Projects for multilingual students provide them opportunities to purposefully interact with each other, and actively use language(s) to complete the project. By design, projects foster student collaboration to enhance opportunities for oral (and written) language use. Not only are students learning how to learn but they are strengthening vital collaboration skills.
Well-designed projects for multilingual learners frequently rely on the diversity of heterogeneous groups to enhance student learning. The groups incorporate students who speak the same and different languages and/or other languages, those with varying levels of English proficiency, and students with a variety of academic skills and proficiencies. Only by collaborating can they complete the projects. This not only enhances language development but builds their capacity to work collaboratively, communicate effectively, and solve problems both as individuals and as members of a team. There are times when more homogeneous groups may be preferable - for example if students are developing a product in their native language.
Projects frequently include public presentation or sharing of their products. Oral presentations, in which every group member participates, are very helpful to multilingual students in multiple ways. Oral presentations build students’ proficiency in speaking academic English, as well as English more generally. Through opportunities to share their work with authentic audiences, students also gain confidence in their ability to speak English in front of peers. This is critical to their ability to participate in post-secondary education or work, as well as become full participants in a democratic society.
Teachers actively work to create a supportive atmosphere for students of varied linguistic and cultural backgrounds can learn from and alongside each other. Teachers must create classroom environments where initially even one sentence or a few words in English by a recently arrived student is applauded (both literally and figuratively) by peers, in which students’ do not mock others’ accents and language errors but celebrate each step on students’ linguistic journeys. In schools and classes where some students are new learners of English and others are native English speakers, teachers and school leaders must actively build cross-linguistic and cultural understanding. Given the rancorous debate over immigrants and their offspring in the US, multilingual students often feel threatened and maligned. Teachers and school leaders need to educate themselves about the struggle that MLLs experience in learning a new language and a new culture at the same time that the MLLs are working to learn the same academic content and skills as their peers. With this awareness of their multilingual students, educators need to actively engage all the students in their classes to understand the MLL’s struggle and build a supportive community for all the students in their care.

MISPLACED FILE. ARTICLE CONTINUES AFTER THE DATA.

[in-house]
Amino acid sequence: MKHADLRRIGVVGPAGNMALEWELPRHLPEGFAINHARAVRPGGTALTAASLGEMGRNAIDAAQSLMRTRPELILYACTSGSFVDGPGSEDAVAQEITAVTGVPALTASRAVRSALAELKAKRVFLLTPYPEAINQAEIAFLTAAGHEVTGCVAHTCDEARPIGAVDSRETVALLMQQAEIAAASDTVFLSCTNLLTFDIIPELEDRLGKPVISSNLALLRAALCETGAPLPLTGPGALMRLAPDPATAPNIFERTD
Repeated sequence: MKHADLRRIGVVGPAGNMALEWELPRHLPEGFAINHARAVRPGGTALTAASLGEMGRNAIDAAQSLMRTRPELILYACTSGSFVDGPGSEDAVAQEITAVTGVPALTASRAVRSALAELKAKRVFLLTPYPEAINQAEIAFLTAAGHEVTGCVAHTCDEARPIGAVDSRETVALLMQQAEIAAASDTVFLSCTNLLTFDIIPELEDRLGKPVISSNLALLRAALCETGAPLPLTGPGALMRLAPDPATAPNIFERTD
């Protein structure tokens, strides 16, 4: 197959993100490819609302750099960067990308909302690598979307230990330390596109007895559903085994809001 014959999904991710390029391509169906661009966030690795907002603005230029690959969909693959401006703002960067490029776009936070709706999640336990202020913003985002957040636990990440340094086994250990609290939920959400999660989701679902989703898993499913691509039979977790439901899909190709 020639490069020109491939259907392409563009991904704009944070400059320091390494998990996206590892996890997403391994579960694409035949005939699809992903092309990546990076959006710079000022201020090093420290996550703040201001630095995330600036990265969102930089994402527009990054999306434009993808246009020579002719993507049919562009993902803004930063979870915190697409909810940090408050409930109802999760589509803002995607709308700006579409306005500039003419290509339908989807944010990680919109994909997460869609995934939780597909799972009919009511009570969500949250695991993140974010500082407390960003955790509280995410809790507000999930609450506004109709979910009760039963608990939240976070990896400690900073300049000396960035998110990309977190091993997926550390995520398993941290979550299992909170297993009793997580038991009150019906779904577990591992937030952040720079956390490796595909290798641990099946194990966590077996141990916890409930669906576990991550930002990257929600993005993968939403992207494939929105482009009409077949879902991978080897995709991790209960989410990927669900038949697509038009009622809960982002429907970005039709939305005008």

We share the Buck Institute’s belief that all students should have access to high quality Project Based Learning to prepare them for success in college, career, and life. If Deeper Learning through PBL is truly for all students, we need a shift in mindset to view multilingual learners as a tremendous asset to classrooms in our global society. Their presence provides tremendous opportunities for teachers in all subjects and at all grade levels to draw on the MLLs’ experiences, cultures, and language skills to enhance the learning experience of ALL our students.
Claire E. Sylvan is the Founder and Senior Strategic Advisor at Internationals Network for Public Schools. Follow Claire at @ClaireSylvan.
Joe Luft is the Executive Director of Internationals Network for Public Schools. Follow Joe at @joeluft.
Do you have questions or comments? Please enter them below.